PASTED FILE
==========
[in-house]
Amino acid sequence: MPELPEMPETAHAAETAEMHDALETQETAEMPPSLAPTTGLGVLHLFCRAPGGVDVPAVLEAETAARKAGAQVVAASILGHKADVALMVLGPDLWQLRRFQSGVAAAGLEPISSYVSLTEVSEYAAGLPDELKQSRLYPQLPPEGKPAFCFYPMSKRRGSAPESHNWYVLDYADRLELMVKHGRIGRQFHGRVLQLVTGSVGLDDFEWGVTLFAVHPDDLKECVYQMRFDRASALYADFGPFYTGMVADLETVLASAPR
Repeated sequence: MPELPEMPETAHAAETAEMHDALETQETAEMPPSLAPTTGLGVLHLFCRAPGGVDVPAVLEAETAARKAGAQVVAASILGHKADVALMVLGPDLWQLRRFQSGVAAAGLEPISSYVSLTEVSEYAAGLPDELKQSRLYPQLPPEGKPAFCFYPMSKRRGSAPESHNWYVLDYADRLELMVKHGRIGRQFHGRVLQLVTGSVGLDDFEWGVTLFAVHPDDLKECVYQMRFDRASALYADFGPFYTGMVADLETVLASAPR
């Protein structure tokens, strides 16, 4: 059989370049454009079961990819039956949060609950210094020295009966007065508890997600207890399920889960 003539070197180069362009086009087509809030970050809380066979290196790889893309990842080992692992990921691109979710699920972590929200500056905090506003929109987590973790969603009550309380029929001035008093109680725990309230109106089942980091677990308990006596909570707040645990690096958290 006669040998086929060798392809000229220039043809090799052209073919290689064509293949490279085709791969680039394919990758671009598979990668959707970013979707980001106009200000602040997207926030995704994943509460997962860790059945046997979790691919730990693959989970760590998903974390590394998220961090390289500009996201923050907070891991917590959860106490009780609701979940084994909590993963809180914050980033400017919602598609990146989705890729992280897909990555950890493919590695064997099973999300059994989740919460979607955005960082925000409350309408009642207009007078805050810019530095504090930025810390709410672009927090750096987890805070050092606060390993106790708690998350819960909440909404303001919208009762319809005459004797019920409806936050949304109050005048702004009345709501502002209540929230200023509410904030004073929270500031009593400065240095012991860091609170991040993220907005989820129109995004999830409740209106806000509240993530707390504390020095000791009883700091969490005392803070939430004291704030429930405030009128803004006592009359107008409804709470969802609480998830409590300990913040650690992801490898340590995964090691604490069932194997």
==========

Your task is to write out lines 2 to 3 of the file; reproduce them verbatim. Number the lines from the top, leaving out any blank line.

Amino acid sequence: MPELPEMPETAHAAETAEMHDALETQETAEMPPSLAPTTGLGVLHLFCRAPGGVDVPAVLEAETAARKAGAQVVAASILGHKADVALMVLGPDLWQLRRFQSGVAAAGLEPISSYVSLTEVSEYAAGLPDELKQSRLYPQLPPEGKPAFCFYPMSKRRGSAPESHNWYVLDYADRLELMVKHGRIGRQFHGRVLQLVTGSVGLDDFEWGVTLFAVHPDDLKECVYQMRFDRASALYADFGPFYTGMVADLETVLASAPR
Repeated sequence: MPELPEMPETAHAAETAEMHDALETQETAEMPPSLAPTTGLGVLHLFCRAPGGVDVPAVLEAETAARKAGAQVVAASILGHKADVALMVLGPDLWQLRRFQSGVAAAGLEPISSYVSLTEVSEYAAGLPDELKQSRLYPQLPPEGKPAFCFYPMSKRRGSAPESHNWYVLDYADRLELMVKHGRIGRQFHGRVLQLVTGSVGLDDFEWGVTLFAVHPDDLKECVYQMRFDRASALYADFGPFYTGMVADLETVLASAPR